Spring news and a Chipotle(!?) fundraiser for the farm

Spring has arrived to Minnesota in its classic roundabout fashion.  A week in the 50s gives way to a week with expectant snow squalls and nighttime lows in the teens.  I often feel a bit trepidatious this time of year – should we till today?  should we wait until it warms up next week?  will the radishes even germinate at this temperature?  One part of me feels an urge to crawl back into winter’s grasp, the other has slept in fitful bursts, up at dawn, excited, nervous, eager to begin the farming season.  Today, after the cold night’s air burns away and snow returns, we will begin the major tilling of our fields.  A dear friend/advisor to the farm, Dan Guenthner (of Common Harvest Farm) has lent us chisel plow shanks for the tractor.  This will allow us to rip and fracture the urban soils to a fairly profound depth (about one foot), aerating the soil while not overly inverting and disturbing the earth.  While our farm acknowledges that hand tillage methods (e.g. broadfork) or the gradual build-up of compost are likely superior methods of improving and aerating the soil, we make compromises.  The tractor allows us (and many, many other farmers) to manage more land and produce more food.  The fossil fuel compromise is one that our society has, for better or for worse, decided to make.  The benefits – major reduction in human labor, comfort, mobility are outweighed by, among other things, catastrophic environmental destruction, urban sprawl, the very serious and unpredictable development of global climate change.  In using diesel and gasoline, our farm has decided to make the fossil fuel compromise.  Our work is to closely track fuel usage and make steps to reduce this amount both by conserving and adopting alternative energy technologies, all while maintaining a farm operation focused on high-quality vegetable production.

In other news, major infrastructure projects at our 2820 15th Ave. plot in Minneapolis are beginning to wind down.  Three large sheds are nearly complete and a water hook-up is scheduled for next week.  We will also be building a large shade structure to centralize our washing and packing operations.  Farming in the city has required (continues to require) a staggering amount of logistics.  At times, the farm is so spread out and in so many nooks and crannies that the inefficiencies become glaringly obvious (how many places do we need to go to find the tomato stakes?).  We have spent the winter and spring moving the entirety of the physical infrastructure (trucks, trailers, tools, hoes, etc.) out of our houses and garages and into a single location.  This is a big step for us and I hope it will allow us to spend our energy more wisely on farming.

As this spring begins wonderful volunteers have already begun to swoop to our rescue.  A young man named Kevin, riding his bike back from Lake Nokomis last Friday, stopped by the farm and spent an hour broad-forking an entire high tunnel.  Our friend Hannah has built wonderful rock walls to line perennial herb beds.  Our employees, Kristi and Caroline, are already hard at work.  Speaking of help, a man named Mike Fuller of Chipotle (the burrito store chain) contacted the farm, wondering if we were interested in participating in a fundraiser.  On Earth Day (Tuesday, April 22nd), 50% of all Chipotle sales in Minnesota, up to $5000 will be donated to our farm, if our farm name is mentioned while ordering food (i.e. “I am here to support Stone’s Throw…”).  This will be a major benefit for our farm, especially as we have invested so much into infrastructure these past few months.  Please support us if possible and/or tell your friends, co-workers, family, neighbors.

Enjoy the week,

Alex

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Thoughts on spring and the winter behind us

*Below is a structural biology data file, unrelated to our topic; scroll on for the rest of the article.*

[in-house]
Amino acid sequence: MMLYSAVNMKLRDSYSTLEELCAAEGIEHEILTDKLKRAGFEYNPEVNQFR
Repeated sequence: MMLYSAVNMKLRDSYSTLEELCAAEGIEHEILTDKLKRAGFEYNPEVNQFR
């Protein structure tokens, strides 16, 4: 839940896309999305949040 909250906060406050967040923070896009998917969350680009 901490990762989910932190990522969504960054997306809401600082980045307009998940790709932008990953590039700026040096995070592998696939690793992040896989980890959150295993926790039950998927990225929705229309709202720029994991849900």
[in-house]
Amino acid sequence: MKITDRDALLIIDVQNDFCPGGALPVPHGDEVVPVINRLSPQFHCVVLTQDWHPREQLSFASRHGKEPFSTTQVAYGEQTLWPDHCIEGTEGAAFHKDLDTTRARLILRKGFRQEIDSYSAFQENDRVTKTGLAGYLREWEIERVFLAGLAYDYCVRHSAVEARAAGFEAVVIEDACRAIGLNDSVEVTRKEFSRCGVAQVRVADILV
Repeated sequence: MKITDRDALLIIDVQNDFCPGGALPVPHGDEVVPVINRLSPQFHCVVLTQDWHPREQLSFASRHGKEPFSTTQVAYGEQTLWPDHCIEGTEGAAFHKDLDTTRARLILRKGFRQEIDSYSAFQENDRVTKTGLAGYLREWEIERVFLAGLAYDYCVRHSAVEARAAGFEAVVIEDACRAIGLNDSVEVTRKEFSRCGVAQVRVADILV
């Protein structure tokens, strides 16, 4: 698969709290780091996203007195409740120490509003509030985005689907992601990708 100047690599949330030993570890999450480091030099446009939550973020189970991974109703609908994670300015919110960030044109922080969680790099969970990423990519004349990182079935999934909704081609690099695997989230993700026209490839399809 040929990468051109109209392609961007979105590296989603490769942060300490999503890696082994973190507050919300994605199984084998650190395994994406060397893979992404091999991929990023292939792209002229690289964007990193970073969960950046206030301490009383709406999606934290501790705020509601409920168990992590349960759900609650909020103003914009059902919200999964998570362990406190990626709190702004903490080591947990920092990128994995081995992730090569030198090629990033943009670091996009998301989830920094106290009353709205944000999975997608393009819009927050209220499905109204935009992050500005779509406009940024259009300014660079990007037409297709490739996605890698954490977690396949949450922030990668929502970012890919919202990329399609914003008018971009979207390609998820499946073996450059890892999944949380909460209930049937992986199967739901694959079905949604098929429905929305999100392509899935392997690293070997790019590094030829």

Friends of the farm -

Spring is slowly upon us.  Precipitation begins to take a liquid form, goldeneye ducks gravitate towards open patches of water, the soil inside of our high tunnel is thawed, dry, and planted in salad greens for the first markets of the farming season.  As spring approaches, we hastily reflect on a busy winter of transitions, projects, and plans.  Now is the time to actualize these ideas and begin to farm.  Before things become too busy, a few tidbits of news:

- We spent the winter hastily researching and building tools for the coming season.  We would like to more clearly and effectively transform the giant quantity of waste materials – wood and metal scraps, bearings, engines – into functional farm tools.  We have spent the winter building our skills: learning how to weld, visiting metal scrap yards, scanning craigslist for materials available for repurposing.  This part of the farm operation will only increase over time as we seek to reduce our dependency on purchased supplies for our farm.

- The cooperative has taken shape.  What started as vague ideas about potential farmer-owned marketing collaborations has become Stone’s Throw Agricultural Cooperative, owned by 5 farms, including our own.  We will be producing collectively for a larger, improved CSA.  Shares are still available and we promise the most delicious of vegetable and other treats.  Robin (from our farm), Rodrigo Cala (Cala Farms), Klaus Zimmerman (Whetstone Farm), and John Flory (Latino Economic Development Center) have been instrumental in organizing all of the farmers and setting up the co-operative as a functional entity.

- Unfortunately, our farm has lost two key production areas.  A bank-owned property that we produced on in Minneapolis is being sold.  The large Maryland Avenue site (North End Urban Farm) that was one of our main sites is in the process of development and we will likely be unable to produce at this site this season (although there may be urban agricultural space in the future).  While we have known that urban farming is a new land use in the city and that farming on impermanent parcels is inherently risky, the loss of land is both an emotional and financial blow.  Over the past few years, we have come to appreciate the idiosyncrasies and beauty of all of the different parcels we farm.  We learn the characteristics of each soil and how our practices improve (or hurt) each of these soils.  The neighbors of these different parcels become our friends, companions, overseers, integral components of the ecology of our farm.  For any new farm business, capitalization is tricky.  In a business that requires so much infrastructure, how do we prioritize our needs?  What comes first – land, tractor, a processing kitchen, higher wages for farmers?  In the city, where land is more scarce, agriculture is not (or is yet to become) a priority, and there are many, many stakeholders, land access is not a straightforward process.  However, for our farm project to succeed, we will need to navigate these process to find long-term solutions for urban agricultural land.  Without it, our dream of developing a diversified urban production farm focused on year-round food production, community outreach and education, and ecological health, will be for nought.  One of our goals for the coming season is to solidify our land access plans and achieve permanency on at least some of our land base.